On the eve of the Dubai International Financial Centre’s 10-year anniversary, Governor HE Essa Kazim looks back over the decade, and reveals new plans in the pipeline
Colourful examples of modern art, some depicting Arabic calligraphy, decorate the management offices at Dubai International Financial Centre (DIFC). The view from the offices, perched above the emirate’s bustling financial free zone, is equally lively and a reminder that much has been achieved in the decade since DIFC’s establishment. It is a pleasant landscape: with views of modern archi-tecture, busy cafes and retail outlets, and a handful of bespoke art galleries, not to mention some of the biggest names in the world of finance.
On 10 November DIFC will celebrate the 10th anniversary of its foundation. The man responsible for overseeing its tremendous growth is aware of the progress the DIFC has made in this time, and the responsibility it bears for the ongoing diversification of the emirate’s economy.
“We’ve been extremely successful during a very short period of time,” says His Excellency Essa Kazim, Governor of the DIFC. “The DIFC has always been viewed as a strategic initiative to support the process of development [in Dubai], and it has managed to become one of the engines in Dubai’s economy, to support growth in a different way. Although Dubai has always been known for trade and tourism and its transportation activities, this dimension is different in terms of its value-added activity.”
The Chinese are concentrating on taking their activities overseas, not only to the Middle East but also to Africa as one of the areas of interest to them, and the DIFC would be the best place for them to create that link
Over the past 10 years, Dubai has managed to double the contribution of the financial sector to its GDP, from five to six per cent to around 12 per cent. Today, the DIFC is home to branches of 21 of the world’s top 25 banks and 11 of the world’s top 20 money managers – and the number of people working at the DIFC from the financial and services sector grew from just 75 in 2004 to 16,500 by mid-2014.
“Today, as we look at not only the contribution of the DIFC to Dubai’s total GDP, but also in terms of establishing a centre between Europe and East Asia, it has been recognised by major global financial institutions,” he says. Some of the global heavy hitters to have established offices at the DIFC include Julius Baer, Franklin Templeton Investments, AIG, Deutsche Bank, Barclays Bank Plc, Credit Suisse, and Goldman Sachs. For Kazim, the DIFC’s status as the only financial centre in the region operating to global standards and regulations has been a key factor in attracting such key industry players.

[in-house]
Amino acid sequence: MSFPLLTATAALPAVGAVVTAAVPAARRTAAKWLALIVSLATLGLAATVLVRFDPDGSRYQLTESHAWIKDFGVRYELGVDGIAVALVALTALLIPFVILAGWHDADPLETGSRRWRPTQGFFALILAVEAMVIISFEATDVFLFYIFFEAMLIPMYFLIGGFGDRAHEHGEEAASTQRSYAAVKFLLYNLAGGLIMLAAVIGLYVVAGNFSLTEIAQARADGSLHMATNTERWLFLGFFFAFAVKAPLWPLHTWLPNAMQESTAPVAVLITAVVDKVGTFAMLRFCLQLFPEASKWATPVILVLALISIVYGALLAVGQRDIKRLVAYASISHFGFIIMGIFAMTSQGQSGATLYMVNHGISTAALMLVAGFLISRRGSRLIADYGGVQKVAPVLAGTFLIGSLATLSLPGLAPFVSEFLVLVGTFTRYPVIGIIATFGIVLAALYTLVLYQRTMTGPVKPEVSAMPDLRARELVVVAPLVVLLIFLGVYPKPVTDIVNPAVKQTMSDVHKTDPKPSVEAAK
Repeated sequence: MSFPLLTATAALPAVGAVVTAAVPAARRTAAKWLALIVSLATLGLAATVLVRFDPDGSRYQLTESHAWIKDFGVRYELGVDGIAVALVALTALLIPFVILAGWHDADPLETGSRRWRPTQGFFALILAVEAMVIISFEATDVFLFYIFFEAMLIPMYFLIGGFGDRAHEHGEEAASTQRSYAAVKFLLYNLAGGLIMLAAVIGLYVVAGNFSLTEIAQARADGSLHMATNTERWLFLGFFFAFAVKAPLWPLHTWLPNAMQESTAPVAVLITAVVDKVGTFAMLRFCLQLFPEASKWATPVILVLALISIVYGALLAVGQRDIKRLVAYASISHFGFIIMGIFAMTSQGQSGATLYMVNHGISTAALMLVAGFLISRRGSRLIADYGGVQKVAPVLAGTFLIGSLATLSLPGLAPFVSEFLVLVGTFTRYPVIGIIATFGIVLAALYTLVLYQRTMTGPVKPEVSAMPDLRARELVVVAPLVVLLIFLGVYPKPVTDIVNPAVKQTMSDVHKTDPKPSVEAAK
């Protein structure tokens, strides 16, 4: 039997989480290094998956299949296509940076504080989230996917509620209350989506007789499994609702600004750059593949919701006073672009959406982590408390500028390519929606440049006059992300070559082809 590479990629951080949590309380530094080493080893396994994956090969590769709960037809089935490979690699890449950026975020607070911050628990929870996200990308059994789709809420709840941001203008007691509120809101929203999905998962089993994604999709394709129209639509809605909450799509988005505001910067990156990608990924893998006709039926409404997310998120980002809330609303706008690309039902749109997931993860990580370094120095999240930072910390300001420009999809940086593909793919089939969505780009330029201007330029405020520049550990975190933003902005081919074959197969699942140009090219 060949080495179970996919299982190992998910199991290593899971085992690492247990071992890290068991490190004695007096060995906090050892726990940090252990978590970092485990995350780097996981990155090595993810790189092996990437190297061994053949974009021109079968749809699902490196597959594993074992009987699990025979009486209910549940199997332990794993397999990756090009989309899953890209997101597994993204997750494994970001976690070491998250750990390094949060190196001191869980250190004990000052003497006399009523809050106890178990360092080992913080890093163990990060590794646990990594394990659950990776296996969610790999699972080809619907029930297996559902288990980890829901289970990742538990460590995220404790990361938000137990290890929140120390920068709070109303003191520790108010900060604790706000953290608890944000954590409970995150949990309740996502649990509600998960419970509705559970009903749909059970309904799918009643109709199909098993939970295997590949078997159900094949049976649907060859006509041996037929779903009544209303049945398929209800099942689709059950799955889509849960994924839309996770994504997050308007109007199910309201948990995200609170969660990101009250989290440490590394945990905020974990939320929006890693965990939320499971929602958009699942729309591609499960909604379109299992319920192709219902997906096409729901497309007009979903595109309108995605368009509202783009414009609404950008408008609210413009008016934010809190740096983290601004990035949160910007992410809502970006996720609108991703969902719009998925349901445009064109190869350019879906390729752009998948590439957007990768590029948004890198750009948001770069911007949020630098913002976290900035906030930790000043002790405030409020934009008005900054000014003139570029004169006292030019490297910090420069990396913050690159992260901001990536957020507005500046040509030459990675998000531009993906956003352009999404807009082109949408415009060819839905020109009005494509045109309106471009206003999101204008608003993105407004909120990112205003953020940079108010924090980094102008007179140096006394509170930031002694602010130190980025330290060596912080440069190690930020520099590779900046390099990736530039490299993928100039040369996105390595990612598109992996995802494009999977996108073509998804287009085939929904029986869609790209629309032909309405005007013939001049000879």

“Companies always faced difficulties in the past, especially when it comes to financial institutions,” he says. “They need an environment that is really friendly and in line with international standards, that understands regulations, and a judicial system that would support them if there was any dispute.”
In May, Kazim led a trade delegation to Beijing in a bid to reinforce the increasingly important trade partnership between the UAE and China and to highlight DIFC’s role as the key business and financial hub for the Middle East, Africa and South Asia (MEASA) region.
The UAE has become a key location for Chinese companies seeking to access markets in the Middle East, Europe and Africa. Chinese-UAE trade has grown rapidly over recent years, reaching US$36.7bn in 2013. The DIFC has already attracted China’s four biggest banks – Industrial and Commercial Bank of China, Agricultural Bank of China, Bank of China and China Construction Bank – and the UAE is now home to more than 200,000 Chinese nationals.
During its initial phase of development, the DIFC concentrated on attracting North American and European financial institutions, says Kazim. However, as growth shifted, the financial hub has also changed it focus.
“We are now looking at the Far East and the growth of emerging markets in this part of the world, whether it is the Middle East or Africa,” he explains. “So DIFC’s future strategy is to consolidate and concentrate on creating the link between the two blocks of activities where growth is presenting itself in the Far East – represented by China and to some extent also India – [and] linking that through the Middle East with Africa.
“China is very important,” he continues. “It’s the world’s second-biggest economy and the Chinese are concentrating on taking their activities overseas, not only to the Middle East but also to Africa as one of the areas of interest to them, and the DIFC would be the best place for them to create that link.”
Chinese firms often prefer to build their own, familiar, “ecosystem” around their operations, Kazim suggests. This could represent an opportunity to see growth in support services around major Chinese financial institutions. “We hope that other financial activities, such as wealth and asset management, and maybe even private equity, could also be attracted to DIFC to compliment the banking activities they are currently doing,” he ventures.
A number of banks with offices at the DIFC, including Chinese and Korean institutions, have also shown interest in taking their businesses to the next level, either by changing their status from a subsidiary to a branch office, or by switching to a higher category in order to expand their business – the DIFC offers firms different categories, from one to five, depending on their activities and capital allocation.
Ten years on from launch, the DIFC will now focus on diversifying its geographic and product mix, by attracting more companies from growth markets and linking emerging markets with China and India, as well as introducing changes to fund management in order to promote that activity.